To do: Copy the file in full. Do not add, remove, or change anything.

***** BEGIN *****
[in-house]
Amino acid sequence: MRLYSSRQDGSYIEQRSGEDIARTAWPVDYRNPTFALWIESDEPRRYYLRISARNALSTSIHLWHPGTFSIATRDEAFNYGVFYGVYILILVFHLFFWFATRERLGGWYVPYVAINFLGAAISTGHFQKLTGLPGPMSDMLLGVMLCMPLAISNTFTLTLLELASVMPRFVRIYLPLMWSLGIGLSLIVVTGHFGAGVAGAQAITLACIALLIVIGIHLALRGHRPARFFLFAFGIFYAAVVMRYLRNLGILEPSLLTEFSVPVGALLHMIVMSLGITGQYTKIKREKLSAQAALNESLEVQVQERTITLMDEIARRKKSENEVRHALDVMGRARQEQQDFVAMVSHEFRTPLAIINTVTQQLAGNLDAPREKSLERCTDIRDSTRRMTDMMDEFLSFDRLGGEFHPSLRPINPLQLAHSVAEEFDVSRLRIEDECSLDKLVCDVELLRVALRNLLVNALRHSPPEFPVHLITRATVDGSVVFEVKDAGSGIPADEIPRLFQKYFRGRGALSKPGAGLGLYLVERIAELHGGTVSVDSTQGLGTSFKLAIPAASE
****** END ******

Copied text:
[in-house]
Amino acid sequence: MRLYSSRQDGSYIEQRSGEDIARTAWPVDYRNPTFALWIESDEPRRYYLRISARNALSTSIHLWHPGTFSIATRDEAFNYGVFYGVYILILVFHLFFWFATRERLGGWYVPYVAINFLGAAISTGHFQKLTGLPGPMSDMLLGVMLCMPLAISNTFTLTLLELASVMPRFVRIYLPLMWSLGIGLSLIVVTGHFGAGVAGAQAITLACIALLIVIGIHLALRGHRPARFFLFAFGIFYAAVVMRYLRNLGILEPSLLTEFSVPVGALLHMIVMSLGITGQYTKIKREKLSAQAALNESLEVQVQERTITLMDEIARRKKSENEVRHALDVMGRARQEQQDFVAMVSHEFRTPLAIINTVTQQLAGNLDAPREKSLERCTDIRDSTRRMTDMMDEFLSFDRLGGEFHPSLRPINPLQLAHSVAEEFDVSRLRIEDECSLDKLVCDVELLRVALRNLLVNALRHSPPEFPVHLITRATVDGSVVFEVKDAGSGIPADEIPRLFQKYFRGRGALSKPGAGLGLYLVERIAELHGGTVSVDSTQGLGTSFKLAIPAASE